Gardening Articles: Edibles :: Fruit & Nut Trees

Fruit Trees in Containers (page 4 of 4)

by William Ross

Pests, Diseases, and Sanitation

Proper sanitation can prevent or control many problems; but the longer you put it off, the harder it gets. For your trees, a regular shower, a spray with an insecticidal soap such as Safer (an organic treatment), and a gentle scrub all over with a soft brush will control most pest outbreaks. For serious scale infestation, use a light horticultural oil spray once a year or get the appropriate beneficial insect predator, available for most insect pests.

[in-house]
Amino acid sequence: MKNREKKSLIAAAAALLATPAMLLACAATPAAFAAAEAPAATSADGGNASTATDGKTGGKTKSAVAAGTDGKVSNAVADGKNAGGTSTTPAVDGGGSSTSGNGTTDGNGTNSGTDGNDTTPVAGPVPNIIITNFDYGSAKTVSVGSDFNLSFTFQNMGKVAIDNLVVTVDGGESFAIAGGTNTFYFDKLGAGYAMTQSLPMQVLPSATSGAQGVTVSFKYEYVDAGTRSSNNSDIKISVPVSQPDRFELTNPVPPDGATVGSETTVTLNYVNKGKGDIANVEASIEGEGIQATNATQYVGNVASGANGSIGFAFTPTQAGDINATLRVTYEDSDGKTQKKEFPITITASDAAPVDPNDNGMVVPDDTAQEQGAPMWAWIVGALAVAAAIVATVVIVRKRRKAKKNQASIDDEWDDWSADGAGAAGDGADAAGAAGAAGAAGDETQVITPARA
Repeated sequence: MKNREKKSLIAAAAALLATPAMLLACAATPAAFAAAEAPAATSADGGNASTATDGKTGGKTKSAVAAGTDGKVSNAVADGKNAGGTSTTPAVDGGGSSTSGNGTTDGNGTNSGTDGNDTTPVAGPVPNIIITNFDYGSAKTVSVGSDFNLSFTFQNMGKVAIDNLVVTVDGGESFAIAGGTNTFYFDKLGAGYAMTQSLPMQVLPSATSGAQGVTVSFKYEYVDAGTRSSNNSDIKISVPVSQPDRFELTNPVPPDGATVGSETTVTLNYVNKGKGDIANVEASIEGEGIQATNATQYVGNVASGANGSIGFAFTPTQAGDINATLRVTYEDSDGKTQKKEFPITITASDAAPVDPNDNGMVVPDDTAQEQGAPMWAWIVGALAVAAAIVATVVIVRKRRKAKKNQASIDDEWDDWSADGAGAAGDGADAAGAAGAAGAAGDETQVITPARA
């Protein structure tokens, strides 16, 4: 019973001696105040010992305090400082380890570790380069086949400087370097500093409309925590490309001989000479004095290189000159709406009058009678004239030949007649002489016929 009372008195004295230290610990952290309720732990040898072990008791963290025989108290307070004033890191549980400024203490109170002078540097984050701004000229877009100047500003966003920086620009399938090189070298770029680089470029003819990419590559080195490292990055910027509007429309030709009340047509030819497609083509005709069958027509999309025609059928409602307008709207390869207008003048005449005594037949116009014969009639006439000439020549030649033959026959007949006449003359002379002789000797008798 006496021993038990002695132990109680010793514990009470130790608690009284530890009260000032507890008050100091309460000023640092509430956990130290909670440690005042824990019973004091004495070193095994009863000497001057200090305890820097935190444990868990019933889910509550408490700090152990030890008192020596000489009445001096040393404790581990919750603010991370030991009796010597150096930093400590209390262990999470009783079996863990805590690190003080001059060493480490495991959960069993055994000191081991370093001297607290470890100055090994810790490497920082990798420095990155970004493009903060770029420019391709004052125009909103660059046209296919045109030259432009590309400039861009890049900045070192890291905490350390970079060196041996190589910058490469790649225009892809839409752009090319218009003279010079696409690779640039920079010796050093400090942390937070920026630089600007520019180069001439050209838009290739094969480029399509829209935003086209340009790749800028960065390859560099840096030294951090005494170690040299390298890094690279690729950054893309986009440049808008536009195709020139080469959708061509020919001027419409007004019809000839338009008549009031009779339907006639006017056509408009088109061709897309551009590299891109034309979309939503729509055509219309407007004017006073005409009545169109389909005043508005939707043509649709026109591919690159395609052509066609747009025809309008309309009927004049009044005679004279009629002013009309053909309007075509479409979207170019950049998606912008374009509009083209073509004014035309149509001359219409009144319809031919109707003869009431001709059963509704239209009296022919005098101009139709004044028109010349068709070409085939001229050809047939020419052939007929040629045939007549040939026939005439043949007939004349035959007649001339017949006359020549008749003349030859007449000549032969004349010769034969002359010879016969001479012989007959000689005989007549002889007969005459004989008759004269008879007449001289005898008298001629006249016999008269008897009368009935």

Prevention is the best approach to diseases. Find varieties and rootstocks that are resistant to the microbial problems in your area. It deserves repeating: Sanitation is the most important aspect of container and greenhouse growing; as gardeners say, when in doubt, clean it up, and clean it out.

Growing trees in containers can produce an abundance of fruit (and satisfaction) for city-dwellers, people with limited space, or folks who live in unfavorable climates, so don't feel that your location limits your fruit-cultivation options.

William Ross grows many kinds of hardy and tender fruit trees in containers at his home in Danby, Vermont.

Photography by National Gardening Association

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